While colocalization microscopy yields kinetic and mechanistic information on the interaction of proteins with the chromatin, it yields no information on dynamic structural changes in chromatin associated with biological processes. Such knowledge is however of great importance for a deeper understanding of how genes are activated or how DNA damage is repaired. To gain real-time insight into chromatin structural transition, we have thus developed a suite of single-molecule Förster resonance energy transfer (FRET) methods. FRET provides information about the molecular distance (potentially with Angstrom precision) between two fluorescent labels placed within a biomolecule, for example a chromatin fiber. Using such a single-molecule FRET approach, we could recently directly measure how chromatin fibers move (Figure 3). This dynamic structural biology study reveals that, despite their large size in molecular terms, chromatin fibers exhibit multiscale motions in the micro- and millisecond time regime. Importantly, these motions persist in compact, transcriptionally silent chromatin states that before have been believed to be inert and static. We believe that such intrinsic motions allow chromatin fibers to quickly react to biological stimuli and allow DNA access to regulatory proteins. We are now systematically exploring chromatin dynamics in different biological processes with a focus on gene expression and DNA repair.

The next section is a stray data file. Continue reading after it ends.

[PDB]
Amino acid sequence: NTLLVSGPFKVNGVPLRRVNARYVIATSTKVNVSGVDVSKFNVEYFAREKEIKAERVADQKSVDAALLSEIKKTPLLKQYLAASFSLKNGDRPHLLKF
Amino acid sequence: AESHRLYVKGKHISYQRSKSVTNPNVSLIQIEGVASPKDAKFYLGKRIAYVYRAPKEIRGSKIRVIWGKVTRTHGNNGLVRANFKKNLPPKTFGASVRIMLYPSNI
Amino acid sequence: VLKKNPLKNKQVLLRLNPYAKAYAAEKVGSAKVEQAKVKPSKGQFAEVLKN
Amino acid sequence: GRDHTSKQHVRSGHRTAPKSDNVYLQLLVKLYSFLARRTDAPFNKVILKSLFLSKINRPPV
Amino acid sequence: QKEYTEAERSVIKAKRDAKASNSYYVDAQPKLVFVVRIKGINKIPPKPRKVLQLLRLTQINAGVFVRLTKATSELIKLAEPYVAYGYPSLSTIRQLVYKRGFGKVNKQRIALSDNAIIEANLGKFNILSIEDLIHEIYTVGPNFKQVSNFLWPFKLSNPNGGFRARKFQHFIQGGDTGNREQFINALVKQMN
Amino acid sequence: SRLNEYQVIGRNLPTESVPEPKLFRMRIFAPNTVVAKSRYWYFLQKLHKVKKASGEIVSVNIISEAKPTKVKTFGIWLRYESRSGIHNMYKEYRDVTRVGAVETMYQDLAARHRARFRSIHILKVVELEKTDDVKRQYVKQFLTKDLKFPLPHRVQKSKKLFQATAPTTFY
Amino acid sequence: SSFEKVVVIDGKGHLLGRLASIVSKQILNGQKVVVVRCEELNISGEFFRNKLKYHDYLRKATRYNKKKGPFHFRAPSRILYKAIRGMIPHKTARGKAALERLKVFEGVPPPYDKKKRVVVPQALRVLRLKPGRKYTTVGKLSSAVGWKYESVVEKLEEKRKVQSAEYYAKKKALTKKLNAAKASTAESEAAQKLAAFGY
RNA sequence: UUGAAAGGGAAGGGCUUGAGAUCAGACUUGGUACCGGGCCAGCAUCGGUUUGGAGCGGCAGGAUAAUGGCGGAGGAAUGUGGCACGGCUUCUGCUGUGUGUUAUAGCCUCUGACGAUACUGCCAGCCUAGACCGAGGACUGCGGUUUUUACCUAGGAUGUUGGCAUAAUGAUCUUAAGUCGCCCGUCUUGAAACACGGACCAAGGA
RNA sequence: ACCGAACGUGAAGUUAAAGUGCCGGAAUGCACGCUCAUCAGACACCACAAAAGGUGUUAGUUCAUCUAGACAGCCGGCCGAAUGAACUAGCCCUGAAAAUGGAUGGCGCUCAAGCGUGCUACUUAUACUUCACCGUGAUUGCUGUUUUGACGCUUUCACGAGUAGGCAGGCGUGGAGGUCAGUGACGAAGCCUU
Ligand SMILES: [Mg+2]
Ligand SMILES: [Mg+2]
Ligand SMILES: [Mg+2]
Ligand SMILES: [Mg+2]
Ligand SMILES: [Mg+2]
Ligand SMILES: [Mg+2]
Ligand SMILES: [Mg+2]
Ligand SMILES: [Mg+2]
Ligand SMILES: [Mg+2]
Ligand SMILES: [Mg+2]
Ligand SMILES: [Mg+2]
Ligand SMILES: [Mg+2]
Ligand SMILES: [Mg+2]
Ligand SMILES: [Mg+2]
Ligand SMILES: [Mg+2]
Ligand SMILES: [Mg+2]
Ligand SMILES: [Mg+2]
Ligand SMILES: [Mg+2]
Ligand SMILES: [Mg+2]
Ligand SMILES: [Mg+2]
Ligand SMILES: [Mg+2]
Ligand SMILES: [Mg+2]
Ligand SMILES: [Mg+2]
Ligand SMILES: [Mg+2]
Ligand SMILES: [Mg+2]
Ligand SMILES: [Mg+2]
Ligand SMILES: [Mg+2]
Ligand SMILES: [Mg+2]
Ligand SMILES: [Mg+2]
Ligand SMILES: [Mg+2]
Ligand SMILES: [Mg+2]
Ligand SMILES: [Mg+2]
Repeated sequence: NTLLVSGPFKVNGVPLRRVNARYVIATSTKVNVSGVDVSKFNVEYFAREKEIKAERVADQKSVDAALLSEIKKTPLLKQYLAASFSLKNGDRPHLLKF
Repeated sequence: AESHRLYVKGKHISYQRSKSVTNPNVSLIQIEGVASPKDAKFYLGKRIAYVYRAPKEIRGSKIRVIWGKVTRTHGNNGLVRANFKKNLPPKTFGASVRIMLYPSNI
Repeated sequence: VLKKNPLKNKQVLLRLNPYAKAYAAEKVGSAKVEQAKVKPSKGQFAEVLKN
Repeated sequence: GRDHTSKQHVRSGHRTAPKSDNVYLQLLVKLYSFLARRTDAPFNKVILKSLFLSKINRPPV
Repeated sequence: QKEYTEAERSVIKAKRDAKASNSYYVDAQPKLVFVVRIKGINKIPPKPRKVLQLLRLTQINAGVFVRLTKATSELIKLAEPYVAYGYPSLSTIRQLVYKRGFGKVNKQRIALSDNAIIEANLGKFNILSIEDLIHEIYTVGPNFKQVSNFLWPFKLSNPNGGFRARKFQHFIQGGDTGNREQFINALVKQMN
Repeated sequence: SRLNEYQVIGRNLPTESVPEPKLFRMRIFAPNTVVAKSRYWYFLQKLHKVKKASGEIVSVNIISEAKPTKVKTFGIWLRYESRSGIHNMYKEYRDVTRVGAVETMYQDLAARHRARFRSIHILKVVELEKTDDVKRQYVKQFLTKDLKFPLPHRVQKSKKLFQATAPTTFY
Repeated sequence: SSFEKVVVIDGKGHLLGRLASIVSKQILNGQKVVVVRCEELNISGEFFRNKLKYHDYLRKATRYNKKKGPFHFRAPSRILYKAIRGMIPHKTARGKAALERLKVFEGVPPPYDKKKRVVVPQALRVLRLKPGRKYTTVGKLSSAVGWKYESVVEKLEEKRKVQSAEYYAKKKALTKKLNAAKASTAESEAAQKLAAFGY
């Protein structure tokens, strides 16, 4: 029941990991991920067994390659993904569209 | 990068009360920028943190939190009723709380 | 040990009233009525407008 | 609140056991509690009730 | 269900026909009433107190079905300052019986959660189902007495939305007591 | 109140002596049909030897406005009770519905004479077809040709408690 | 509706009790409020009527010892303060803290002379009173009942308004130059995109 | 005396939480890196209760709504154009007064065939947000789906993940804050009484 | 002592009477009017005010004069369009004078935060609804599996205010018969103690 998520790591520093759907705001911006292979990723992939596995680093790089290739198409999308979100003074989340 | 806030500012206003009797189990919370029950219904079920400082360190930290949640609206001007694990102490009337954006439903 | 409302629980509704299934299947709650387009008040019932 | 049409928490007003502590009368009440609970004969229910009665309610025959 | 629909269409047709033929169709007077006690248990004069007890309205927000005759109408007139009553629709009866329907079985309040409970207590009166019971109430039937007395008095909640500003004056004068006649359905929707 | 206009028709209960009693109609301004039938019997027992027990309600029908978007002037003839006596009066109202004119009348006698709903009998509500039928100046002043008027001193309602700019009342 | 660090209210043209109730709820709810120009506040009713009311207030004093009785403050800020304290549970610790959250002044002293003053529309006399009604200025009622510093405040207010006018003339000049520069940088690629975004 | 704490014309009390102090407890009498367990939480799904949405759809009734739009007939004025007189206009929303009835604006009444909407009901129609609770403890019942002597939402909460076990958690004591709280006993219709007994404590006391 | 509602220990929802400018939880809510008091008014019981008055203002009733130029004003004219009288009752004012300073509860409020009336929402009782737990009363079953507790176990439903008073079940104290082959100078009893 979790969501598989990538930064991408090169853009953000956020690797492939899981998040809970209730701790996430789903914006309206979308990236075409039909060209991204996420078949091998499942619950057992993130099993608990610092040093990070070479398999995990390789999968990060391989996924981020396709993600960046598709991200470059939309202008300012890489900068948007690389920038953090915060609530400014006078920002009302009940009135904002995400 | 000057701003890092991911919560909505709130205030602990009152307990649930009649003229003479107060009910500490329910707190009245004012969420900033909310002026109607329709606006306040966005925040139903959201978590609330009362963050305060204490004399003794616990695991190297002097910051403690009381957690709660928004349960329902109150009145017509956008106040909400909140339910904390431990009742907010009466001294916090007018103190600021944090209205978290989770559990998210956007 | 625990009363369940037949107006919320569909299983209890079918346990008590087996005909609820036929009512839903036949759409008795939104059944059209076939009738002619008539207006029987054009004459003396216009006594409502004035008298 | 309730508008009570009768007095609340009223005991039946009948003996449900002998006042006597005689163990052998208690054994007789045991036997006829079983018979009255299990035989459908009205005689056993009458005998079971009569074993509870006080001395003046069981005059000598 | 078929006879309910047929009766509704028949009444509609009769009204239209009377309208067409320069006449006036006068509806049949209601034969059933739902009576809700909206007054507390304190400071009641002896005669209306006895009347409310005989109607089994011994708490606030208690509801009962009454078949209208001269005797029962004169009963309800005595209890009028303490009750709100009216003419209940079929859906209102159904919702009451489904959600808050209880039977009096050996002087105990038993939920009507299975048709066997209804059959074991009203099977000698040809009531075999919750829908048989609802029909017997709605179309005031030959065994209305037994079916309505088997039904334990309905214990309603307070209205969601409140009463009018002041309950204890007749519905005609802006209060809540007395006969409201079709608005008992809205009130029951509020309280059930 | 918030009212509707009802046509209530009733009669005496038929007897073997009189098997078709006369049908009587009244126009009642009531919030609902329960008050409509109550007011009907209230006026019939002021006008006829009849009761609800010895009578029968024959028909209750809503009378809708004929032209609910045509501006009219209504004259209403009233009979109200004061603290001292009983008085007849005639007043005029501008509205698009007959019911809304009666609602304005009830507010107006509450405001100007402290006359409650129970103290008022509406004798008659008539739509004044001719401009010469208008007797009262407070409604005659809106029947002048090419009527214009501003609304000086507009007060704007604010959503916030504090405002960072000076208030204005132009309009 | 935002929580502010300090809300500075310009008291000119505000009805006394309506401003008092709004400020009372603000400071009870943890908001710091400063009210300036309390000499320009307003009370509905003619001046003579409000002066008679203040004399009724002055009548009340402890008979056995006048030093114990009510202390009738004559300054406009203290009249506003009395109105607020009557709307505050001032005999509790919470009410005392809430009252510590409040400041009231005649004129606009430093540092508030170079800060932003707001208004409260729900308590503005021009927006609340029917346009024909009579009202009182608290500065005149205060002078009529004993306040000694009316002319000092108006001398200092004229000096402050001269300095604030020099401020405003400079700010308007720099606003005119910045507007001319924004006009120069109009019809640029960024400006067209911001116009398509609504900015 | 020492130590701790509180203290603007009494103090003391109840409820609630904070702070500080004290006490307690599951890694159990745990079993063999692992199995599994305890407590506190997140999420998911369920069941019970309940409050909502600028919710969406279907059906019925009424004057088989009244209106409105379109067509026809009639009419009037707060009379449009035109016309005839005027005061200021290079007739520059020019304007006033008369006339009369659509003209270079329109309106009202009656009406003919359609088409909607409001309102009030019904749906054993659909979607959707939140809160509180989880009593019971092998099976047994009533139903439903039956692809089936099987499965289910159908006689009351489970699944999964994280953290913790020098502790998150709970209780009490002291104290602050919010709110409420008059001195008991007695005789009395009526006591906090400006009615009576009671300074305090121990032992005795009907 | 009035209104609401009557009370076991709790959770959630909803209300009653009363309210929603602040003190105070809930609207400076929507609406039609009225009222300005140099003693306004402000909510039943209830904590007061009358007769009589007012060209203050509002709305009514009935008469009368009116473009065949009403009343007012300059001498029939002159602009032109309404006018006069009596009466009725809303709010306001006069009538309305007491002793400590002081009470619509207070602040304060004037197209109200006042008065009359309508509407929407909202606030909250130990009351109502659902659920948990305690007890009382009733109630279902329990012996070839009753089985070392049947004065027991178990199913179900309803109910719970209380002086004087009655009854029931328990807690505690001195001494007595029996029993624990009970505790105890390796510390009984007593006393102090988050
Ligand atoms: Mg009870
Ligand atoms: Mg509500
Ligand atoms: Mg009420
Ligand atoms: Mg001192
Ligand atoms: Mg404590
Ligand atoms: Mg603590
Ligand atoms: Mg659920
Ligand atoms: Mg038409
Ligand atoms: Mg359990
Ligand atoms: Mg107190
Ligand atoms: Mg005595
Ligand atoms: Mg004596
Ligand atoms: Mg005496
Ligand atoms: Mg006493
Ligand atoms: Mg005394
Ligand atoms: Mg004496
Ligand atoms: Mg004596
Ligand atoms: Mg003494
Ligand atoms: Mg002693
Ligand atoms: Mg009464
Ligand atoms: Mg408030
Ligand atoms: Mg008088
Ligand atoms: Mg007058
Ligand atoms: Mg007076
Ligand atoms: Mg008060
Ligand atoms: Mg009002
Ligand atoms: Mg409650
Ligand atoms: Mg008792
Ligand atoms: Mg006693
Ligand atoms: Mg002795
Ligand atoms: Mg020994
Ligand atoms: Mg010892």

Together, our combined fluorescence imaging methods provide an unprecedented view of chromatin dynamics. We believe that the combined power of visual biochemistry and dynamic structural biology approaches will reveal molecular detail of chromatin regulatory and epigenetic processes. Due to the importance of these regulatory pathways for cell function and disease, molecular and mechanistic information is highly valuable for both a basic understanding of eukaryotic life and for the development of novel therapeutics. Single-molecule fluorescence methods, such as developed by our group, are thus a key part of the investigative toolkit to provide such information, together with chemical biology, biochemistry, cell biology and genetics approaches.
- An overview on chromatin dynamics: Cuvier, O. & Fierz, B., Dynamic chromatin technologies: from individual molecules to epigenomic regulation in cells, Nat. Rev. Genet., 2017.
- Single-molecule FRET: Kilic, S., Felekyan, S., Doroshenko, O., Boichenko, I., Dimura, M., Vardanyan, H., Bryan, L.C., Arya, G., Seidel, C.A.M. & Fierz, B., Single-molecule FRET reveals multiscale chromatin dynamics modulated by HP1alpha, Nat. Commun., 2018.
- Colocalization microscopy: Choi, J., Bachmann, A.L., Tauscher, K., Benda, C., Fierz, B. & Muller, J., DNA binding by PHF1 prolongs PRC2 residence time on chromatin and thereby promotes H3K27 methylation, Nat. Struct. Mol. Biol., 2017.
- Colocalization microscopy: Kilic, S., Bachmann, A.L., Bryan, L.C. & Fierz, B., Multivalency governs HP1alpha association dynamics with the silent chromatin state, Nat. Commun., 2015.